Title Caramel Princess Time
Two-Sentence Summary Mindy and Danny’s long-simmering argument about her chronic lateness comes to a head and leads to some moments of revelation for both of them. Meanwhile, Peter is set up on a surprising blind date.
Favorite Line “I’m giving you the silent treatment, by the way. That’s why I walked right by you and didn’t respond.” (Mindy)
My Thoughts Absence makes the heart grow fonder, or at least that’s how I felt after watching “Caramel Princess Time.” The last couple of episodes of The Mindy Project before the show’s little hiatus weren’t my favorites, but I thought “Caramel Princess Time” was the show’s way of coming back strong. This episode was firing on all cylinders: Its B-plot was solid, its humor wasn’t just one-note, and its handling of another Mindy/Danny conflict felt very true to these characters while still managing to surprise me in a very good way.
Let’s start from the outside and work our way to the episode’s caramel center. (I know, I know…Lame pun is lame.) I would like Allison Tolman’s Abby to stick around for as long as possible. I didn’t watch Fargo, so I had no preconceived ideas about her, but I loved her instantly. The self-confidence and sense of self-respect that she brought to Abby are such perfect counterpoints to Peter’s insecurity and immaturity. Tolman and Adam Pally had a very natural chemistry in that final writing group scene, too, and I’d like to see more of that. I’d also like to read more of Peter’s fiction because there was too much perfection in “A Titanic Mistake: A Sunken Romance” for me to outline properly in this post. (Although I will make special mention of Peter’s ridiculous “old pirate captain” voice that he gave to the captain of the Titanic.) There was something really adorable about Peter falling for Abby through her writing and wanting to connect with her in her element. But maybe that’s just the writer in me talking.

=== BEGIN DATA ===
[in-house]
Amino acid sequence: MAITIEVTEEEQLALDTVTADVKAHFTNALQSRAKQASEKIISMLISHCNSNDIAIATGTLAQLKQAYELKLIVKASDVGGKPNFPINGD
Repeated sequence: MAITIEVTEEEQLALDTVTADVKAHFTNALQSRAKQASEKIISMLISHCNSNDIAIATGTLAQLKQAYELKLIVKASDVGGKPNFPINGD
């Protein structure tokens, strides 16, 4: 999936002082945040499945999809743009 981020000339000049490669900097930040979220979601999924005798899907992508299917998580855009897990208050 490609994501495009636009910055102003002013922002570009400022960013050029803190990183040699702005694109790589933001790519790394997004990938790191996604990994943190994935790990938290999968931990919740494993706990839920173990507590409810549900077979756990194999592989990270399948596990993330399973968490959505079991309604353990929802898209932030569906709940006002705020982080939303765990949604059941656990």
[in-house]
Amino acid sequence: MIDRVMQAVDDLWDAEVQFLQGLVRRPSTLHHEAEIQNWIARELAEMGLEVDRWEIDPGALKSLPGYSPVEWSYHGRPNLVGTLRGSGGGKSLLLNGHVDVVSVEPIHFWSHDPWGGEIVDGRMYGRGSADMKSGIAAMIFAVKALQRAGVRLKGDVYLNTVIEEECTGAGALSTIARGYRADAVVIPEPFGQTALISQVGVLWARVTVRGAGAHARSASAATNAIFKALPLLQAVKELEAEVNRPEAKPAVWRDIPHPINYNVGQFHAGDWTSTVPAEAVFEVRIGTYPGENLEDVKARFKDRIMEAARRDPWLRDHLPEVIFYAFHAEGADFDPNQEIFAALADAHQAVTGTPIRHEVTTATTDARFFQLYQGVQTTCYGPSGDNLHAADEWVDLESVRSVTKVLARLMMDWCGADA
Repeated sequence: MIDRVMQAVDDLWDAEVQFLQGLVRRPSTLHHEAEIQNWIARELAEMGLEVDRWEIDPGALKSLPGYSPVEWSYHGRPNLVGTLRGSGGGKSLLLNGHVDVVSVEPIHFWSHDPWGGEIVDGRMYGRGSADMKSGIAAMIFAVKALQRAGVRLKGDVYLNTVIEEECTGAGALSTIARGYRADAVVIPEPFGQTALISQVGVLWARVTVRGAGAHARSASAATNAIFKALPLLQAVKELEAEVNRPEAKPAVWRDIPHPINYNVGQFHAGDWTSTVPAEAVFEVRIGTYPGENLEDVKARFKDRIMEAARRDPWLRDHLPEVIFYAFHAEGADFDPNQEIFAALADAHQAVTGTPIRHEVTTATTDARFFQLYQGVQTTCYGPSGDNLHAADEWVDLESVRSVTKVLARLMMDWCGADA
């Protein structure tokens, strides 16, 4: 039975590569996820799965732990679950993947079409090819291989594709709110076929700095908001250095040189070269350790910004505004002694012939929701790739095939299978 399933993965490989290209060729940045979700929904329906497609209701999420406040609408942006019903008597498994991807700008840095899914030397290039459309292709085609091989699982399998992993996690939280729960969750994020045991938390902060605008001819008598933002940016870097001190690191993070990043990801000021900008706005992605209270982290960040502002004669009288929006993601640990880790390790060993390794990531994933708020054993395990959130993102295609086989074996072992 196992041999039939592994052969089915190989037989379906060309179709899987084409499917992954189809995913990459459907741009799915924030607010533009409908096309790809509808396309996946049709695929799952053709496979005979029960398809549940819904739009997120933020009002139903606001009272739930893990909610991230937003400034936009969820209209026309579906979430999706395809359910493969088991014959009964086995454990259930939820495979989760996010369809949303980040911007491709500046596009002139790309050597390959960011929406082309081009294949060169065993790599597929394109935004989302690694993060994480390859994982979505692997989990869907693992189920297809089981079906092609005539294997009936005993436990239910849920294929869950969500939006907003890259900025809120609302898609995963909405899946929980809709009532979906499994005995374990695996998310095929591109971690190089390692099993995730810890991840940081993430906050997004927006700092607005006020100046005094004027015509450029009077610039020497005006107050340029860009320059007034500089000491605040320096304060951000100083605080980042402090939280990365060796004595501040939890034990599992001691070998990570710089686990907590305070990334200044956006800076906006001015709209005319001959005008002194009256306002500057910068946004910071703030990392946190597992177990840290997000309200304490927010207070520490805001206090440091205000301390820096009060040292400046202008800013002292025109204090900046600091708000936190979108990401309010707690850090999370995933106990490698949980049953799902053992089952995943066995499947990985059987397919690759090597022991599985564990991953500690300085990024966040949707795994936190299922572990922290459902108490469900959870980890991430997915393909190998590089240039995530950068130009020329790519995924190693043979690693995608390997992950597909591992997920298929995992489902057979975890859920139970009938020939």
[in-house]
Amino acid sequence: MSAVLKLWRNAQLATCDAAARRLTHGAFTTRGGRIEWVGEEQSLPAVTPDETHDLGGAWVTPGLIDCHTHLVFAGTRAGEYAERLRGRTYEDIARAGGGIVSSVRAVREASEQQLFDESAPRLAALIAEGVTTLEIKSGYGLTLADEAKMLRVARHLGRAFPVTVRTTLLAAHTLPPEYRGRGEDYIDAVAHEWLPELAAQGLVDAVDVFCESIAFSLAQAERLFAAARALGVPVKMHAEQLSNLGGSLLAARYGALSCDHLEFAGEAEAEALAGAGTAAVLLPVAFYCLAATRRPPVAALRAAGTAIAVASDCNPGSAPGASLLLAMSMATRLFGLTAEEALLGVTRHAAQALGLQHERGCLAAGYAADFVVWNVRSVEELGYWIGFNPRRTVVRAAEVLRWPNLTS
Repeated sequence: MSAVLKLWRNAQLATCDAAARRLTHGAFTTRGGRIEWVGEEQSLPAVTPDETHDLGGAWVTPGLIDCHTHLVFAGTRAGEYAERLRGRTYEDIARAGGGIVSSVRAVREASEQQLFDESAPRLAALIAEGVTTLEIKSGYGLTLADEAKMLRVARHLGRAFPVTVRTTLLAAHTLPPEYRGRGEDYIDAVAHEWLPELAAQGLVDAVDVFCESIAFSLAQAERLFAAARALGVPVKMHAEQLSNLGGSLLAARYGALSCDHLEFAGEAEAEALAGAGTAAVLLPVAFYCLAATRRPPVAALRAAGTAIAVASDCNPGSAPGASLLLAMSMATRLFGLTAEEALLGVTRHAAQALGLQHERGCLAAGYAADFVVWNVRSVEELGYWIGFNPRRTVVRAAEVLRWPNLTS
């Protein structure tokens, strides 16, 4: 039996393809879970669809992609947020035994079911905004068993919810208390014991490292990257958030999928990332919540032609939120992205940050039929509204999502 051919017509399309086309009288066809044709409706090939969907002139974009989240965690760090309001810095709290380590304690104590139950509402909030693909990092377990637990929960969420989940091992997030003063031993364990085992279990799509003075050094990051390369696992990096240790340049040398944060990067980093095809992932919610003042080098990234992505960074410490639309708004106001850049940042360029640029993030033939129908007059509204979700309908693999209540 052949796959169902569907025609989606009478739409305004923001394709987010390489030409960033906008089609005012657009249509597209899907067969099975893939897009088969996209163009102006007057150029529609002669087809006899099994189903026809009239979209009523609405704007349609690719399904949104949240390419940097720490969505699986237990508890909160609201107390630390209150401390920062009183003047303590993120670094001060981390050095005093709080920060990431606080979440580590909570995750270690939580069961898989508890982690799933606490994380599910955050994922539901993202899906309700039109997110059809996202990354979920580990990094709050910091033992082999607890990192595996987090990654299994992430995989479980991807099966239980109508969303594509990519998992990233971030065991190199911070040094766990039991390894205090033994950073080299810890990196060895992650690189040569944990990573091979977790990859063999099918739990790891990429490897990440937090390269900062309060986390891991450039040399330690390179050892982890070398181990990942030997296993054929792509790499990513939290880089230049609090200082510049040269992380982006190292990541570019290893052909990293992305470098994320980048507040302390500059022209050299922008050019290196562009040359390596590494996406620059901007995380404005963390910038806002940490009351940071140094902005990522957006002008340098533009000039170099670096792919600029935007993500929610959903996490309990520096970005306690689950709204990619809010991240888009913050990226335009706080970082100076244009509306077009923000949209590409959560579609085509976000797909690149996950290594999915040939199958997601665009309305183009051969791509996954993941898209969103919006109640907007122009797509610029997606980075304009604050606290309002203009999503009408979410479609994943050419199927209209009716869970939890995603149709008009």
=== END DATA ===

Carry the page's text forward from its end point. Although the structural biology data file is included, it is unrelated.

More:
Peter’s interactions with Abby highlighted an important theme in the episode’s A-plot: Sometimes you have to step outside of your comfort zone in order to leave bad patterns of behavior behind and grow. Peter, Mindy, and Danny all were put in new situations this week, which forced them to examine how they treat the people around them, leading them towards real moments of character growth.
I was incredibly annoyed with Mindy at the start of the episode. Punctuality (especially at a movie or event that requires reservations, like the comedy act) matters. It’s just bad manners to keep people waiting more than a couple of minutes. I was also furious with Mindy for changing Danny’s watch because I knew how upset I’d be if someone changed the time on my phone to purposely make me late for work. It was a very in-character action for Mindy to take, but that didn’t mean I liked it.
All of that annoyance led to happiness when I saw that this was going to be an episode where Mindy actually learned that her self-centered behavior was wrong. And she learned it in the best possible way—with some help from Annette and Dot. It was great to see Rhea Perlman back, and I think Mindy and Annette’s dynamic has become one of the best on the show in only two episodes. I love that these two women keep each other honest. And, in this episode, Annette’s behavior helped Mindy see that she’d been behaving selfishly by constantly being late for things Danny wanted to do. We often see Danny grow and develop, so it’s nice to see Mindy have those moments of becoming a better person and better relationship partner, too.